Many people gain weight during the cold months even if they exercise and watch what they eat. One reason may be that you burn fewer calories when you exercise in cold weather than you do when it's hot. The hotter it is, the more extra work your heart must do to prevent you from overheating. More than 70 percent of the energy produced by your muscles during exercise is lost as heat. So the harder you exercise, the hotter your muscles become. In hot weather, not only must your heart pump extra blood to bring oxygen to your muscles, it must also pump hot blood from your heated muscles to your skin where heat can be dissipated.

On the other hand, in cold weather, your heart only has to pump blood to your muscles and very little extra blood to your skin to dissipate heat. Your muscles produce so much heat during exercise that your body does not need to produce more heat to keep you warm. So your heart works harder and you burn more calories in hot weather. This information should not discourage you from exercising when its cold, because staying in shape is a year-round proposition. However, it may help to explain why so many people find the pounds creeping on in the wintertime, even when they stay active. More on weight loss

Friday, January 04, 2008

Cold Hands: Don't Just Suffer

If your fingers turn white and start to hurt when you're out in the cold, you may have a condition called Raynaud's phenomenon. On exposing your fingers to cold, the blood vessels close, skin turns white and their temperature drops. When the temperature drops to 59 degrees, your body tries to save your skin by opening the blood vessels and the skin turns red and starts to itch and burn. If you warm your hands at this point, your skin will not be damaged, but if you do not get out of the cold, the blood vessels in your hands can close and the temperature in your hands can drop to freezing, resulting in frostbite.

People who have Raynaud's phenomenon have blood vessels in their hands that do not open when the skin temperature reaches 59 degrees. Several diseases, smoking or using vibrating equipment can cause Raynaud's phenomenon.

Wear two or more layers of gloves and mittens. When your fingers feel cold, swing your arms very rapidly about your shoulder with your elbow straight. This will drive blood, like a centrifuge, into your fingers and warm them.

The blood pressure drugs called calcium channel blockers, such as Nifidipine, can help to treat and prevent Raynaud’s phenomenon . Another option is nitroglycerin ointment, a prescription medication that is used to treat angina. When applied to the forearm, it opens blood vessels leading to the hands. Check with your doctor to see if either of these medications would be appropriate for you. More on frostbite

Thursday, January 03, 2008

Oveweight Children Risk Heart Attacks as Adults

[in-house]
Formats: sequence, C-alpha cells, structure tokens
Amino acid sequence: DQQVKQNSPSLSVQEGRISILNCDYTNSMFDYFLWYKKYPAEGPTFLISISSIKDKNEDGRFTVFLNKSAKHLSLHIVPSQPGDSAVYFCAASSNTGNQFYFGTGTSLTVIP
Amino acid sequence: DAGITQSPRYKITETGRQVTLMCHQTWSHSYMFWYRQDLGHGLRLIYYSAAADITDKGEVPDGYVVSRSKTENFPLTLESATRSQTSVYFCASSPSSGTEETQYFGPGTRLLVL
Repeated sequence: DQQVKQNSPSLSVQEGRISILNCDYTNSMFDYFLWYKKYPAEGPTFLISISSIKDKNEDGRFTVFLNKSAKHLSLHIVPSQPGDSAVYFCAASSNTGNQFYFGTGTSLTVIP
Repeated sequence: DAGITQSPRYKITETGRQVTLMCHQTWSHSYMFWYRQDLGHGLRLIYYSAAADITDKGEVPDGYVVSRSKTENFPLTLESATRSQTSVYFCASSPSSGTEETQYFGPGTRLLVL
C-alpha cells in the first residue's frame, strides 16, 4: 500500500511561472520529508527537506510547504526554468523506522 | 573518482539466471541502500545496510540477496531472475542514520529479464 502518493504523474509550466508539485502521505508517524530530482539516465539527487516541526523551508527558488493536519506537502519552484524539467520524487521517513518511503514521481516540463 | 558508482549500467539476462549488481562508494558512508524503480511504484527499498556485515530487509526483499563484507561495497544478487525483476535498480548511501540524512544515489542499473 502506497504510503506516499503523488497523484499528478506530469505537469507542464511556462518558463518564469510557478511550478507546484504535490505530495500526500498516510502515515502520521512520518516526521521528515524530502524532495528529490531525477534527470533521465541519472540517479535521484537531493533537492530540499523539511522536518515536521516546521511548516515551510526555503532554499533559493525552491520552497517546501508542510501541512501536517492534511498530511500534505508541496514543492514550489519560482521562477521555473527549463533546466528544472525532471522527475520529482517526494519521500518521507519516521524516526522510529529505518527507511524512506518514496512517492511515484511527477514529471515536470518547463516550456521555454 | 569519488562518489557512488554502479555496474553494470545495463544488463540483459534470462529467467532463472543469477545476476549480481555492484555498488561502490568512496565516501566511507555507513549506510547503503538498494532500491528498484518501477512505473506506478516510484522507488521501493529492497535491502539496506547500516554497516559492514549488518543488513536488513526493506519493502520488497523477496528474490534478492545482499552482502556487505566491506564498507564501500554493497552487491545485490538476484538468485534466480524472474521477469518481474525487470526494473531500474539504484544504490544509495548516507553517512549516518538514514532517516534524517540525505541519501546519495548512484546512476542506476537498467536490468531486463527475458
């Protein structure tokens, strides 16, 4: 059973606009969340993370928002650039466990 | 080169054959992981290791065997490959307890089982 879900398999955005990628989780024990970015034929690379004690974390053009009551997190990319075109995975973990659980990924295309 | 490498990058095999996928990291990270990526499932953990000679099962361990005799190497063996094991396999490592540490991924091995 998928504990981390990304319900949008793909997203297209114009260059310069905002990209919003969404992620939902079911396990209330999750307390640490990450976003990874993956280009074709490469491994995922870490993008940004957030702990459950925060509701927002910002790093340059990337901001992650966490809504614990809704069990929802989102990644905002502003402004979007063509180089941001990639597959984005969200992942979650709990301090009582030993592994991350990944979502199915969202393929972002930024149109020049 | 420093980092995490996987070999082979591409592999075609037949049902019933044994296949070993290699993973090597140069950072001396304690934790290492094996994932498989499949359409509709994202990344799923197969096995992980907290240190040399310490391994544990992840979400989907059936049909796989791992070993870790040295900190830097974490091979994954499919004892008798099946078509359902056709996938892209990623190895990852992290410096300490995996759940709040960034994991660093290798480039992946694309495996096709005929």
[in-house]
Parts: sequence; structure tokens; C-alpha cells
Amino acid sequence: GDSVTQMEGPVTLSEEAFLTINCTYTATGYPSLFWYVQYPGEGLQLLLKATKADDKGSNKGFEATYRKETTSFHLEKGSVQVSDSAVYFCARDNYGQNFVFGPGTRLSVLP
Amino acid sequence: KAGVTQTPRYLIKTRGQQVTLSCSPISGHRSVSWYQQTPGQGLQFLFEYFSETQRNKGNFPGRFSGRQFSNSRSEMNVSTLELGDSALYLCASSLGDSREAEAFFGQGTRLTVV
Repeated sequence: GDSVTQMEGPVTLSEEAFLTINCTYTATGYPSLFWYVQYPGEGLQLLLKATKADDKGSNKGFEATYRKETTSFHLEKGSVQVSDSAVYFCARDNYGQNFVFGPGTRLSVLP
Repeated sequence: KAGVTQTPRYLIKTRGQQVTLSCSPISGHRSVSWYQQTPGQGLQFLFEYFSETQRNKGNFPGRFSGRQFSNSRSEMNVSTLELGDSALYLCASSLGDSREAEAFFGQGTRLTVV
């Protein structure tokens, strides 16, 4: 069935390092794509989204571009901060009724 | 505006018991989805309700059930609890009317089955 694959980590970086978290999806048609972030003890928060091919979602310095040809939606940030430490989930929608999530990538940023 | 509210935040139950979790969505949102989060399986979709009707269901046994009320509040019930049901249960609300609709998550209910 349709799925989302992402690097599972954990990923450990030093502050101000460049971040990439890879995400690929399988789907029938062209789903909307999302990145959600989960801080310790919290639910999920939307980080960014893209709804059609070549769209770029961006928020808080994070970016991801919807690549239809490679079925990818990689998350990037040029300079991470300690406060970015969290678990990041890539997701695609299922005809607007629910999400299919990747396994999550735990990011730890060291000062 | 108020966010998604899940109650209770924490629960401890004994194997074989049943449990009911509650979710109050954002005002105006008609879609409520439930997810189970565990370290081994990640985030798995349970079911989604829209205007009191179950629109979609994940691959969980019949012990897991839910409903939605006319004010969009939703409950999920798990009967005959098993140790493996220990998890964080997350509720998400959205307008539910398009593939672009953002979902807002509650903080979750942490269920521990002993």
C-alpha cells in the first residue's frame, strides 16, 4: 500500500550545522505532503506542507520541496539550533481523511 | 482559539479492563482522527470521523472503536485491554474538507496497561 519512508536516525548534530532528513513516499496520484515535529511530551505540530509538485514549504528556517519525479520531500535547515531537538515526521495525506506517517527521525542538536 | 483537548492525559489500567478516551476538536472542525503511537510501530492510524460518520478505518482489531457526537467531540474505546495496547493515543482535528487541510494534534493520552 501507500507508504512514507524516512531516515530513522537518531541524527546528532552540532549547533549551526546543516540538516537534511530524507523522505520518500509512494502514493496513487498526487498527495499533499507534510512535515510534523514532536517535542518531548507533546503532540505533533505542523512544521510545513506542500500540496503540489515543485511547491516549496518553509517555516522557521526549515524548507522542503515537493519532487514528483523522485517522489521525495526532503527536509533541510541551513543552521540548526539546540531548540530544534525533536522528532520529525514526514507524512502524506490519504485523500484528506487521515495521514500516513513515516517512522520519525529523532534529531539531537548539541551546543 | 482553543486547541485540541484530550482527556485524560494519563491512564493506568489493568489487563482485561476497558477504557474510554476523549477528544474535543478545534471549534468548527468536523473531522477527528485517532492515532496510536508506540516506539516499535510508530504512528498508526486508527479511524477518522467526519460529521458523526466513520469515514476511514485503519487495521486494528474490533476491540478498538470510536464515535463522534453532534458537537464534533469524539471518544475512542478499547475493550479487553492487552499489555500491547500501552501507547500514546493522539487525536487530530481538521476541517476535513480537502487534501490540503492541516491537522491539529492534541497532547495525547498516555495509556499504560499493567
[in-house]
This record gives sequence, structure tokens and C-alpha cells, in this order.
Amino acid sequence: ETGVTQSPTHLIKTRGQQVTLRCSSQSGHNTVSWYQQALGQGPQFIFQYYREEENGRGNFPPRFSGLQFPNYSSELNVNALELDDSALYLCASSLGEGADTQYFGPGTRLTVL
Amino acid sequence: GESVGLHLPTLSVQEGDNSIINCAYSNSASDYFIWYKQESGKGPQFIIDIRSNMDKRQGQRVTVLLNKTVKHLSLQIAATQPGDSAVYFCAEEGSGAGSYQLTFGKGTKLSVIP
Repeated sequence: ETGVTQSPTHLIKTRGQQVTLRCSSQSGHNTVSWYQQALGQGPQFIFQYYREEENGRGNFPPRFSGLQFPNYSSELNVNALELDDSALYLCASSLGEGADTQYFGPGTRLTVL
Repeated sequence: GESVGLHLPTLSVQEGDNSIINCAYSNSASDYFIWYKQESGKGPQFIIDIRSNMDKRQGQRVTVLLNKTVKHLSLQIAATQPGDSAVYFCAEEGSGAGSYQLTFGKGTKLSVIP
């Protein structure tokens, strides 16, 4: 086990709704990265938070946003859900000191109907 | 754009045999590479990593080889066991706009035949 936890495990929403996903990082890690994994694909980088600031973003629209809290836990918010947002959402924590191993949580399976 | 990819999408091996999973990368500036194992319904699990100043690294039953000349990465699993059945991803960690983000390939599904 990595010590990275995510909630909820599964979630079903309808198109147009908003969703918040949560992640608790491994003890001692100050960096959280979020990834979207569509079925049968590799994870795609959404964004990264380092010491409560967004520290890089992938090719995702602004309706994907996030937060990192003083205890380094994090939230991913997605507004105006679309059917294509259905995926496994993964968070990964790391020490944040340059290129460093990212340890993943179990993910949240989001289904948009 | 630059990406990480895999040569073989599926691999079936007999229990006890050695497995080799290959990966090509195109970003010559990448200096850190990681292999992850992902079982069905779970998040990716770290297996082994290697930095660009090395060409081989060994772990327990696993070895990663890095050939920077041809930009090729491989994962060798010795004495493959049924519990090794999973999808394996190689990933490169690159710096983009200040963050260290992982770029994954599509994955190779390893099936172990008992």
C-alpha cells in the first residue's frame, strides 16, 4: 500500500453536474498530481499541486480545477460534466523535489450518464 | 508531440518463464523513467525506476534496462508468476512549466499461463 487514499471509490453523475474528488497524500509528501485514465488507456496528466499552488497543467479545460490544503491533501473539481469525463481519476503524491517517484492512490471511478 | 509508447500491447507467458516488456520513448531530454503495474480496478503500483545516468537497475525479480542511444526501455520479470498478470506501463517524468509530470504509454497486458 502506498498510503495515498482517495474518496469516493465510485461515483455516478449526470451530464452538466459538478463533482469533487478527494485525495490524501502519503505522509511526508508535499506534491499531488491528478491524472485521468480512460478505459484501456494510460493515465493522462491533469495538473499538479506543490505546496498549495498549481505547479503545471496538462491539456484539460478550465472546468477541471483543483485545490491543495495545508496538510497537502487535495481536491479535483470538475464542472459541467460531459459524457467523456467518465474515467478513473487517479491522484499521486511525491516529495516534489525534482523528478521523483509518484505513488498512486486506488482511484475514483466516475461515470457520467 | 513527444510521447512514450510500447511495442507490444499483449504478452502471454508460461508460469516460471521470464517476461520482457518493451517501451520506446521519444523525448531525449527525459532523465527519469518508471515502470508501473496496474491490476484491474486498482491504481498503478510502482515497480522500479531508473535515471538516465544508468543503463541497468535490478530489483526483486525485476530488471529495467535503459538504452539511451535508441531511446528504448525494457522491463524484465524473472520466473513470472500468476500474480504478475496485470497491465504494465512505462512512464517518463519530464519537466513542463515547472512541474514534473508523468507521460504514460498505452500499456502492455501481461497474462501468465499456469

Two new studies in the same issue of the New England Journal of Medicine show the probable impact of childhood obesity on heart attack rates. The first study, based on annual height-and-weight measurements in some 275,000 Danish schoolchildren, followed their health after age 25. Researchers found that being overweight in adolescence predicts higher risks for heart attacks in later life. The present high rate of obesity in adolescence is projected to increase the prevalence of obese 35-year-olds in 2020 to a range of 30 to 37 percent in men and 34 to 44 percent in women.

The second study predicts that heart attack rate will increase between 5 percent and 16 percent by 2035, with more than 100,000 excess cases of coronary heart disease attributable to the epidemic of obesity. Obesity in childhood increases risk for coronary heart disease during adult years. Efforts to regulate advertising of junk food, change farm subsidies, and provide funding for decent lunches and regular physical activities at school can help to reverse this trend. Journal references; more on healthful eating for children

Tuesday, January 01, 2008

Why Exercise Protects Your Memory: New Research

Recent research shows that a regular exercise program can help to prevent some of the loss of memory that comes with aging. A part of your brain called the hippocampus is the control station for memories that you store in other parts of the brain. Another brain structure called the prefrontal cortex is the central station that assembles data from other parts of your brain when you want to recall something from your past. Aging causes the brain to shrink and you lose synapses that transmit messages from one nerve to another.

Exercise causes the brain to produce a substance called Brain Derived Neurotropic Factor (BNDF) that strengthen old synapses and causes new one to grow. Researchers used MRIs of their human subjects to show that an exercise program of an hour a day, four days a week for three months caused new neurons to grow in the hippocampus. Several previous studies showed that exercise enlarges the hippocampus in rats and doubles or even triples the rate of the formation of new nerves. However, one way that rats differ from humans is that most of them like to run and need no encouragement to spend several hours a day on a treadmill.

There is also emerging evidence that physical activity may be protective against neurological disorders, including Alzheimer's and other forms of dementia, Parkinson's disease, strokes and spinal cord injuries. If you are not a regular exerciser, check with your doctor and get started. Journal reference; more on preventing memory loss with exercise; more on Alzheimer's